Burglary In Florida Defined
Florida Statute 810.02 – Burglary
(1)(a) For offenses committed on or before July 1, 2001, “burglary” means entering or remaining in a dwelling, a structure, or a conveyance with the intent to commit an offense therein, unless the premises are at the time open to the public or the defendant is licensed or invited to enter or remain.
(b) For offenses committed after July 1, 2001, “burglary” means:
1. Entering a dwelling, a structure, or a conveyance with the intent to commit an offense therein, unless the premises are at the time open to the public or the defendant is licensed or invited to enter; or
2. Notwithstanding a licensed or invited entry, remaining in a dwelling, structure, or conveyance:
a. Surreptitiously, with the intent to commit an offense therein;
b. After permission to remain therein has been withdrawn, with the intent to commit an offense therein; or
c. To commit or attempt to commit a forcible felony, as defined in s. 776.08.
(2) Burglary is a felony of the first degree, punishable by imprisonment for a term of years not exceeding life imprisonment or as provided in s. 775.082, s. 775.083, or s. 775.084, if, in the course of committing the offense, the offender:
At our law firm, we provide full-service criminal defense representation to individuals facing conviction of:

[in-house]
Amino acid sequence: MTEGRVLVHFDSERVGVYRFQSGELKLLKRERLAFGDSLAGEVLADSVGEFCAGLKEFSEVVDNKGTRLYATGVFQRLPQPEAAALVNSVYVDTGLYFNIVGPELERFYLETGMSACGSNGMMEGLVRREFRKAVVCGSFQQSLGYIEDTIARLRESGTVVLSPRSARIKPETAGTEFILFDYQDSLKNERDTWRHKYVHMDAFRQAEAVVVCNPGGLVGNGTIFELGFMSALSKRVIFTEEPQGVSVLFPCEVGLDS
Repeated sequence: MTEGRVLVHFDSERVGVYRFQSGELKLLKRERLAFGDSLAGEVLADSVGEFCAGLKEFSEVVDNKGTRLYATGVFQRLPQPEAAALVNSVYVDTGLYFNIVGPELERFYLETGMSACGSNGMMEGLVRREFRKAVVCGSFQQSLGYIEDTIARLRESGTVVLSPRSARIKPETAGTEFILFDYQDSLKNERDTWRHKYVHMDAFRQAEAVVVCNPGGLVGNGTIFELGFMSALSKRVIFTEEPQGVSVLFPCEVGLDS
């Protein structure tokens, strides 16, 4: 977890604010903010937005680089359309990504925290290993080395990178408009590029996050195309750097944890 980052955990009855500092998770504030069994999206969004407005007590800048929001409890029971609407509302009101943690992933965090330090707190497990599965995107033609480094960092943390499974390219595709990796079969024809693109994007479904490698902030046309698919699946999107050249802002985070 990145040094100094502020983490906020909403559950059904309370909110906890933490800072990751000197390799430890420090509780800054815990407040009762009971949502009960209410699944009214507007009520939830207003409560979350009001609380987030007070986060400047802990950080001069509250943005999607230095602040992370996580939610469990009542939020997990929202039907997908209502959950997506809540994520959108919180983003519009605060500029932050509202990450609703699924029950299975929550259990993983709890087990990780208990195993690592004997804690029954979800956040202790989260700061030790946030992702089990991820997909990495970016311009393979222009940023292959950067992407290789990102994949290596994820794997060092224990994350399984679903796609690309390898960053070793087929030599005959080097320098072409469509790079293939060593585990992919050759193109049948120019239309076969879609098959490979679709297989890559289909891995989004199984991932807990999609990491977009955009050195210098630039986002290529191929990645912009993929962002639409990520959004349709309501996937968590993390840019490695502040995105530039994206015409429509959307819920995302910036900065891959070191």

Misdemeanors: Lesser offenses, defined by the degree of harm caused to society and how morally repugnant the infraction is deemed to be by the legislature, with punishments generally consisting of fines up to $1,000 and/or jail sentences of less than a year in a county correctional facility. Examples include: petty theft, nuisance and disturbing the peace charges, as well as many types of traffic violations, including some types of first offense DUI
Felonies: More serious offenses, usually defined in terms of severity of harm inflicted, with punishments generally consisting of jail sentences of over a year in a state penitentiary or correctional facility, fines of up to $15,000 per charge, or death imposed and administered by the state in form of execution. Examples include: most types of drug charges, weapons charges, aggravated assault, sex crimes, and almost any act that results in the death of another